Randomized trials of high-versus-low-dose steroids in renal transplantation. Does the evidence favor a consensus?

Abstract

Published, randomized trials of high-versus-low-dose steroids in renal transplantation, individually and collectively, are too small (median trial size: 72 patients) to reach authoritative conclusions about mortality, graft failure, transplant failure, and the incidence of certain complications. The implications of this review for future therapeutic trials in renal transplantation are that randomization of 400 patients should be seen as minimum Phase III trial size, and that a research strategy is needed to encourage effective multicenter collaboration. One such strategy is described beginning with a single-center randomized Phase II trial to compare times to first rejection episode, thus rendering prior evidence on which the case for multicenter collaboration, effectively in an established trial, can be judged. Analysis by intention to treat and consistent reporting of the number of patients who experience certain classes of complication are two of four ground rules on which we assessed trials when combining evidence from similar studies. The other ground rules are randomization and common treatment theme. The statistical method of formally pooling results is outlined.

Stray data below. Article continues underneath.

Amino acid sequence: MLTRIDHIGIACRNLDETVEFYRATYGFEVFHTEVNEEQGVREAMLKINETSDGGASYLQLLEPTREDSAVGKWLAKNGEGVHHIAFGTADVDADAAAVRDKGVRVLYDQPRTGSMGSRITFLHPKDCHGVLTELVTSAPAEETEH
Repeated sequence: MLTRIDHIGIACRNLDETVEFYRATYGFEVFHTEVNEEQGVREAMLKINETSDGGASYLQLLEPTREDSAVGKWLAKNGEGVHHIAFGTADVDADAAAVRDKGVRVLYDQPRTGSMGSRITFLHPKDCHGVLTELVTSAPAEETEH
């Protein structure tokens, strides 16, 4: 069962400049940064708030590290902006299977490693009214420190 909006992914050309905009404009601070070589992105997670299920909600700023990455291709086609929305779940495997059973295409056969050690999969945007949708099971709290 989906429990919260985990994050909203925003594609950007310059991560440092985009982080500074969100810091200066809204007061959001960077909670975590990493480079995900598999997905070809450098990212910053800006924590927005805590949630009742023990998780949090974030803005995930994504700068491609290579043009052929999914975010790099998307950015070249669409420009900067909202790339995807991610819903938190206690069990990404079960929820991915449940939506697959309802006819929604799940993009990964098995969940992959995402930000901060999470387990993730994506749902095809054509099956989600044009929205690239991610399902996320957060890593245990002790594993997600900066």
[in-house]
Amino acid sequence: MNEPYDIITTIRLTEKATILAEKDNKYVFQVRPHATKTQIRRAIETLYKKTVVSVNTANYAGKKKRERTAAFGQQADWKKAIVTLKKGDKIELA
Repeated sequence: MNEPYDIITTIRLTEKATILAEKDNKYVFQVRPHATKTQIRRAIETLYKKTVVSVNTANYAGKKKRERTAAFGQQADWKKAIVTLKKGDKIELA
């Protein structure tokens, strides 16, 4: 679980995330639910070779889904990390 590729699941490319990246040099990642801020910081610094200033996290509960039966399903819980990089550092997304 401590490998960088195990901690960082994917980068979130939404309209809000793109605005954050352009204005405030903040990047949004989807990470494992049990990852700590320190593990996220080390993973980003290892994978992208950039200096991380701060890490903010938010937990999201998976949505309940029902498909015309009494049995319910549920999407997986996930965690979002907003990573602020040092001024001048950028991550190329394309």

Cite this paper

@article{Gore1986RandomizedTO, title={Randomized trials of high-versus-low-dose steroids in renal transplantation. Does the evidence favor a consensus?}, author={Sheila M. Gore and Jacqueline Ann Oldham}, journal={Transplantation}, year={1986}, volume={41 3}, pages={319-27} }